Ni Youyu: Dust Paintings
Ni Youyu draws inspiration from the tradition of landscape in art history and from his Chinese cultural background and personal history. He is fascinated by science and pushes the boundaries of photography and painting to explore concepts of microcosm and macrocosm as well as the ephemeral and the eternal.
Ni’s dust paintings on view at OCMA demonstrate these interests as well as his adept technical skills and his innovative use of materials. Using exact replicas of photographic images of the galaxy as his source, Ni creates the paintings by meticulously applying layers of glue and powered chalk to carefully gridded images. The making of each work requires extraordinary precision and patience.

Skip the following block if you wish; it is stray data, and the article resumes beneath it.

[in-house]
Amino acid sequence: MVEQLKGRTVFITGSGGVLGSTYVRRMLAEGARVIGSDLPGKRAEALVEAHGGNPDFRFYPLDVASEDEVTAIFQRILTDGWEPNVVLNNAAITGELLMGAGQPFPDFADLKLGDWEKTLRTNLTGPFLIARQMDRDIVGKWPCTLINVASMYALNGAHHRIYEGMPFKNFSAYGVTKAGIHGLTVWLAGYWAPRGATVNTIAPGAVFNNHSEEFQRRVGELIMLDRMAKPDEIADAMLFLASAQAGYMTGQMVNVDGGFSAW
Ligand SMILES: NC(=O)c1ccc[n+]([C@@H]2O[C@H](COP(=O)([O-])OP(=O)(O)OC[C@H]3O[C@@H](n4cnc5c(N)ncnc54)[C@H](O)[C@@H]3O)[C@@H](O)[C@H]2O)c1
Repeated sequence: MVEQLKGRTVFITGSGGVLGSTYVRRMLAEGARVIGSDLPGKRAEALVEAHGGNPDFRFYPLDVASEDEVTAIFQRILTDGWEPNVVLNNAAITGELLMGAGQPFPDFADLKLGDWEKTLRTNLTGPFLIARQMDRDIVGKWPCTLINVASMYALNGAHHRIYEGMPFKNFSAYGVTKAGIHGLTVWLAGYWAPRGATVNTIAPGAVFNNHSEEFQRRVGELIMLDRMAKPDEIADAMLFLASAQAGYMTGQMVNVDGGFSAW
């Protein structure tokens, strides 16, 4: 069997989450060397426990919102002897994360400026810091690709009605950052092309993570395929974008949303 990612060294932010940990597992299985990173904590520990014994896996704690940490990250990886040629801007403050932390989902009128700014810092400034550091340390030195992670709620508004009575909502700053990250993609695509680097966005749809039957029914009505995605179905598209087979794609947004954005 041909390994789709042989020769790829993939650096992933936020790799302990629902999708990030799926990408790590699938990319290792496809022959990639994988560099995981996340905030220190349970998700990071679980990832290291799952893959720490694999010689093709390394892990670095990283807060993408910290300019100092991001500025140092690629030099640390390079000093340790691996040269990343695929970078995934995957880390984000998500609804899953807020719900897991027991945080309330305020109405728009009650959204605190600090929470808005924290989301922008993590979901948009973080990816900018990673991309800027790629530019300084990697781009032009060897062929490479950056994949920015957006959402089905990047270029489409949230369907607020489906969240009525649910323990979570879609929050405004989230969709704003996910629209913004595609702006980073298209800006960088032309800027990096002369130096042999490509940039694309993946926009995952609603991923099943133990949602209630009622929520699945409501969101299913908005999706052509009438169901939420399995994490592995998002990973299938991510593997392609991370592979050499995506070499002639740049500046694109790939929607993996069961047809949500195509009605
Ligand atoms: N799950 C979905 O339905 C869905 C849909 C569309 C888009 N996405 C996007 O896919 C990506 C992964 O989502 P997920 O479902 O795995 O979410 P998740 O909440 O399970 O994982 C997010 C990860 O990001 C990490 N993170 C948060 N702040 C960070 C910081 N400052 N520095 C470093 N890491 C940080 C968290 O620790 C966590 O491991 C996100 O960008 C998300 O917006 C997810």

Ni is very conscious of the contradictions implied in using the extremely fugitive and basic material of chalk to represent entire vast nebulae. He strives to make work that is at once astonishing and humbling. In these works, he essentially collapses great distances of time and space using this most mundane human writing tool and fragile medium.
Ni, though, provides the viewer access to his process through accompanying gridded sketches that reveal the exacting scientific approach he takes to break down the details of the original images in order to render them exactly in chalk. This process of taking something so complex and simplifying its creation is a self-conscious act on the part of the artist meant to challenge his own mastery. Transforming chalk into a valued work of art in this way also raises the questions: What gives a work of art value? And what is the value of nature relative to the man-made?
Ni Youyu was born in 1984 in Jiangxi Province, China. He currently lives and works in Shanghai, China.
Dust (Orion Nebula), 2016
Chalk powder and mixed media
on wood board; sketch on paper
43-3/4 x 62 inches
Sketch: 15-3/4 x 19-7/8 inches
Courtesy of the artist
and Galerie Nathalie Obadia, Paris/Brussels